Ag Vision Report Addresses Sustainability, Climate Change: More Action is Needed

The State Board of Food and Agriculture recently released its report “California Agricultural Vision: Strategies for Sustainability.” The State Food and Agriculture Board is made up of members from the agriculture, environmental, university and consumer communities, appointed by the Governor to advise the California Department of Food and Agriculture (CDFA).

More than two years in the making, the Ag Vision report is the product of many public input sessions, a stakeholder committee process, and guidance from an advisory committee, staffed by the American Farmland Trust. The intent of the process was to provide input to the State Board on actions to take to deal with the challenges facing agriculture, from conflicting regulations and constrained water supplies to increasing urbanization and climate change impacts.

The Ag Vision report is intended to lay out a plan for California agriculture to meet a number of challenges to the industry in the years and decades to come. The report includes a call for helping agriculture move away from fossil fuels, produce renewable energy and adapt to climate change.

Given the broad participation of agricultural industry, sustainable agriculture, environmental and consumer groups within the Ag Vision process, it is significant that the group reached agreement on the importance of agriculture moving away from fossil fuels and adapting to climate change.

For example, one excerpt on renewable energy states:

As the fossil fuel era wanes and the price of fossilderived inputs increases, agriculture has a large economic stake in substituting alternative, renewable sources of energy and other inputs, some of which can be produced on the farm itself. The substitution of alternatives to fossilderived agricultural production inputs should also have significant benefits to the public in terms of regional air quality and mitigation of global climate change.

We commend the Ag Vision leaders for moving the group together on these issues. However, we had hoped for stronger recommendations from the report.

For most of the issues outlined, including climate change and supporting farm-based renewable energy, the report calls for more study and survey. Given the urgent nature of the climate crisis, the significant impacts already predicted for agriculture, and the promise illustrated by some of the available science, it falls short in terms of leadership needed by the State Board and CDFA.

The Ag Vision process will continue with new stakeholder committees to work further on these issues. We hope to see concrete steps being taken under the new Governor’s administration to support our farms and ranches in coping with a changing climate, and CalCAN produced several recommendations to that end.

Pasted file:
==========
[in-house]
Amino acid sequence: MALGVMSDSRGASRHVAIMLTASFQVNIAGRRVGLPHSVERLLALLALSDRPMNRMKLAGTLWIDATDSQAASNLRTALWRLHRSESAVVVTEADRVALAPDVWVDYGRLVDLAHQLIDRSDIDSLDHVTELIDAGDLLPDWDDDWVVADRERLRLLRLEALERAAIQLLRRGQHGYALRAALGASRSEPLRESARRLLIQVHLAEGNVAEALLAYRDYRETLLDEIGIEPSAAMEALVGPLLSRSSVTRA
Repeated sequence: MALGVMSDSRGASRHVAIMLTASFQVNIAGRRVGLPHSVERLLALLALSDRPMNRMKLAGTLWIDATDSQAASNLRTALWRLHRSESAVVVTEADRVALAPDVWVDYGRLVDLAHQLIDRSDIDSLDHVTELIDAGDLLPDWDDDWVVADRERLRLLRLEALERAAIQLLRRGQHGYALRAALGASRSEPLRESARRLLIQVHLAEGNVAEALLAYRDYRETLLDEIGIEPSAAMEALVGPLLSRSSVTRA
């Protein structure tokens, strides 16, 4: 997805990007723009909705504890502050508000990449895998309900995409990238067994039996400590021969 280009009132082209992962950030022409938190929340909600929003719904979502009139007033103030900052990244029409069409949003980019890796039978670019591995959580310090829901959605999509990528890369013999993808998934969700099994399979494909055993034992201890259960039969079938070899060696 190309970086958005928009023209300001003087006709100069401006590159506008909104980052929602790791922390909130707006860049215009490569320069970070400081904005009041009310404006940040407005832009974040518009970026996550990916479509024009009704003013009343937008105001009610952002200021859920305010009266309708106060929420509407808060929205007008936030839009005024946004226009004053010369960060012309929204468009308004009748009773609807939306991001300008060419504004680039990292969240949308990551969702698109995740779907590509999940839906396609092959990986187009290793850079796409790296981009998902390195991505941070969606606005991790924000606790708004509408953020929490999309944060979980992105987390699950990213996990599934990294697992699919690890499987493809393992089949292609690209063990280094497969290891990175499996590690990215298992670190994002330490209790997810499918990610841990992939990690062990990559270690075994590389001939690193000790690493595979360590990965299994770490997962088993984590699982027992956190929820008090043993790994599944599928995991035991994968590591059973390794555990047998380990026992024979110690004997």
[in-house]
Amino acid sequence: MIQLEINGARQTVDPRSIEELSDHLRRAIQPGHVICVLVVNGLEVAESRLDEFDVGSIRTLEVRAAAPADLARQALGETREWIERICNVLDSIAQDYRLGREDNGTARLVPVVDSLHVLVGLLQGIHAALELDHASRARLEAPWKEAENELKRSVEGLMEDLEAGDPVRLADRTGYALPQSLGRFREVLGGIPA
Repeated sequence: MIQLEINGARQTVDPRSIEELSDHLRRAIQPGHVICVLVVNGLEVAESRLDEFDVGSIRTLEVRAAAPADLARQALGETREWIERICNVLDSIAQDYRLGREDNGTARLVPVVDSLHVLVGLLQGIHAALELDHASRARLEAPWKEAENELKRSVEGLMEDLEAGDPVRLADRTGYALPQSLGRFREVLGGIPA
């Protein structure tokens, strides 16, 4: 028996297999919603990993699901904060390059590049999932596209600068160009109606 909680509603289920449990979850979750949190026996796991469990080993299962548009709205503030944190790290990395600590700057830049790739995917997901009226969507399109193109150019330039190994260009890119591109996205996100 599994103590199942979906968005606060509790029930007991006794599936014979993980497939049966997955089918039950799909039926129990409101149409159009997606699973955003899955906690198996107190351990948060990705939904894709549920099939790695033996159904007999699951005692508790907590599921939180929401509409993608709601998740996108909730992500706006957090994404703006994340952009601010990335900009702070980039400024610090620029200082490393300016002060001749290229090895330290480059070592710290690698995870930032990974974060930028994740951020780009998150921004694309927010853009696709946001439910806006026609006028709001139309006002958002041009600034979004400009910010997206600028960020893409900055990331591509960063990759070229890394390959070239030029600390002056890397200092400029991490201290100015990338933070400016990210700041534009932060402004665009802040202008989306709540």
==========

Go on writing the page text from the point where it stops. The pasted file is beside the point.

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Ag Vision: Strategies for Sustainability (excerpt):

Few sectors of the California economy will be as affected by a changing global climate as agriculture. Among the potential climate‐related phenomena that could threaten agricultural production are further reductions in water supplies, increases in plant heat stress, decreases in nighttime cooling (needed to break dormancy in tree crops) and shifts in pollinator life cycles.

In California, agricultural and forest production release each of the three main greenhouse gases: carbon dioxide, methane, and nitrous oxide, accounting for about six percent of total state greenhouse gas (GHG) emissions. Agriculture can help avoid disruptive impacts of climate change by reducing its GHG emissions and by sequestering carbon. At the same time, it must also begin to develop strategies to enable producers to adapt to changing conditions that are most likely to occur under probable climate change scenarios.

Objective

Assure that all sectors of California agriculture can adapt to the most likely climate‐related changes in seasonal weather, water supply, pests and diseases, and other factors affecting agricultural production

Immediate Action Endorsed by the State Board of Food & Agriculture

The State Board should ask the UC‐ANR to survey existing studies, on‐going research, projects and other practical steps being taken to assess the potential impact of climate change on California agriculture; to determine the most significant likely impacts and propose strategies to help agriculture adapt to and benefit from these changes.

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